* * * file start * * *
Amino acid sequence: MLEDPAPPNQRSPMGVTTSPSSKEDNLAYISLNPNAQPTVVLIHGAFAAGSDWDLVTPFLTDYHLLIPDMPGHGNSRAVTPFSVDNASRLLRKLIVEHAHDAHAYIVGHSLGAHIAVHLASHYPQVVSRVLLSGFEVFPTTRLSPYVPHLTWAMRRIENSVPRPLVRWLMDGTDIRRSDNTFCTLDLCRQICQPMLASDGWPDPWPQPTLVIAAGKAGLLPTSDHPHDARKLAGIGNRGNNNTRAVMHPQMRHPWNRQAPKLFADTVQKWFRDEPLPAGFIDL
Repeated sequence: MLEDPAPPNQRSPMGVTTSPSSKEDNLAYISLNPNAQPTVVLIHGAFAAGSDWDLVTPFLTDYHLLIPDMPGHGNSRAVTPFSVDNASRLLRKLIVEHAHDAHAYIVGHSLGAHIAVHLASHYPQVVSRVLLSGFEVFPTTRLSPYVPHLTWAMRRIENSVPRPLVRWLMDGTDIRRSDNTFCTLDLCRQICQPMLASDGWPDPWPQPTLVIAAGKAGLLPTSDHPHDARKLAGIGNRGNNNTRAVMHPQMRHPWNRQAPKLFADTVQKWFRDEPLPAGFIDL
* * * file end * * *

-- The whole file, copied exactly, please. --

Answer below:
Amino acid sequence: MLEDPAPPNQRSPMGVTTSPSSKEDNLAYISLNPNAQPTVVLIHGAFAAGSDWDLVTPFLTDYHLLIPDMPGHGNSRAVTPFSVDNASRLLRKLIVEHAHDAHAYIVGHSLGAHIAVHLASHYPQVVSRVLLSGFEVFPTTRLSPYVPHLTWAMRRIENSVPRPLVRWLMDGTDIRRSDNTFCTLDLCRQICQPMLASDGWPDPWPQPTLVIAAGKAGLLPTSDHPHDARKLAGIGNRGNNNTRAVMHPQMRHPWNRQAPKLFADTVQKWFRDEPLPAGFIDL
Repeated sequence: MLEDPAPPNQRSPMGVTTSPSSKEDNLAYISLNPNAQPTVVLIHGAFAAGSDWDLVTPFLTDYHLLIPDMPGHGNSRAVTPFSVDNASRLLRKLIVEHAHDAHAYIVGHSLGAHIAVHLASHYPQVVSRVLLSGFEVFPTTRLSPYVPHLTWAMRRIENSVPRPLVRWLMDGTDIRRSDNTFCTLDLCRQICQPMLASDGWPDPWPQPTLVIAAGKAGLLPTSDHPHDARKLAGIGNRGNNNTRAVMHPQMRHPWNRQAPKLFADTVQKWFRDEPLPAGFIDL